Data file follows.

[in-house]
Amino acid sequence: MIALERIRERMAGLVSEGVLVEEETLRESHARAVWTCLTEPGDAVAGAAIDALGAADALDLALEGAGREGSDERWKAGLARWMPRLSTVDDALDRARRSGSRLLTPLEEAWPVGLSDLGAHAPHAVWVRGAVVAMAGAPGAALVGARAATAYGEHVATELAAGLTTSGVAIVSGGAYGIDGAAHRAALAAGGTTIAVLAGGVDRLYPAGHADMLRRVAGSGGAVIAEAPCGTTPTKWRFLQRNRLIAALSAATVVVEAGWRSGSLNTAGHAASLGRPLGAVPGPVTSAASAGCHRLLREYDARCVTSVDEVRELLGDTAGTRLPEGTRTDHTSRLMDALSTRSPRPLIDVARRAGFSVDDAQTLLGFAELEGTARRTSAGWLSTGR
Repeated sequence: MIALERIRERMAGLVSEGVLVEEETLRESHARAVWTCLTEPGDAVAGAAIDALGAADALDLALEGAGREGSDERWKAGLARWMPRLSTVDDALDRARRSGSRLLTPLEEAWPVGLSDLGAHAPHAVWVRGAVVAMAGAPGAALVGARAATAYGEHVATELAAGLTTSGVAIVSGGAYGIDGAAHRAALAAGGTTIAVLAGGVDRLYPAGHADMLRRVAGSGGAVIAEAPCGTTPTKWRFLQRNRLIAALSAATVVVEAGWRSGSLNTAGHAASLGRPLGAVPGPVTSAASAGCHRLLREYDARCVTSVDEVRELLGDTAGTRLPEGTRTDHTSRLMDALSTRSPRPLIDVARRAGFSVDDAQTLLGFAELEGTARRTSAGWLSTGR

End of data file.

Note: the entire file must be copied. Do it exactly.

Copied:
[in-house]
Amino acid sequence: MIALERIRERMAGLVSEGVLVEEETLRESHARAVWTCLTEPGDAVAGAAIDALGAADALDLALEGAGREGSDERWKAGLARWMPRLSTVDDALDRARRSGSRLLTPLEEAWPVGLSDLGAHAPHAVWVRGAVVAMAGAPGAALVGARAATAYGEHVATELAAGLTTSGVAIVSGGAYGIDGAAHRAALAAGGTTIAVLAGGVDRLYPAGHADMLRRVAGSGGAVIAEAPCGTTPTKWRFLQRNRLIAALSAATVVVEAGWRSGSLNTAGHAASLGRPLGAVPGPVTSAASAGCHRLLREYDARCVTSVDEVRELLGDTAGTRLPEGTRTDHTSRLMDALSTRSPRPLIDVARRAGFSVDDAQTLLGFAELEGTARRTSAGWLSTGR
Repeated sequence: MIALERIRERMAGLVSEGVLVEEETLRESHARAVWTCLTEPGDAVAGAAIDALGAADALDLALEGAGREGSDERWKAGLARWMPRLSTVDDALDRARRSGSRLLTPLEEAWPVGLSDLGAHAPHAVWVRGAVVAMAGAPGAALVGARAATAYGEHVATELAAGLTTSGVAIVSGGAYGIDGAAHRAALAAGGTTIAVLAGGVDRLYPAGHADMLRRVAGSGGAVIAEAPCGTTPTKWRFLQRNRLIAALSAATVVVEAGWRSGSLNTAGHAASLGRPLGAVPGPVTSAASAGCHRLLREYDARCVTSVDEVRELLGDTAGTRLPEGTRTDHTSRLMDALSTRSPRPLIDVARRAGFSVDDAQTLLGFAELEGTARRTSAGWLSTGR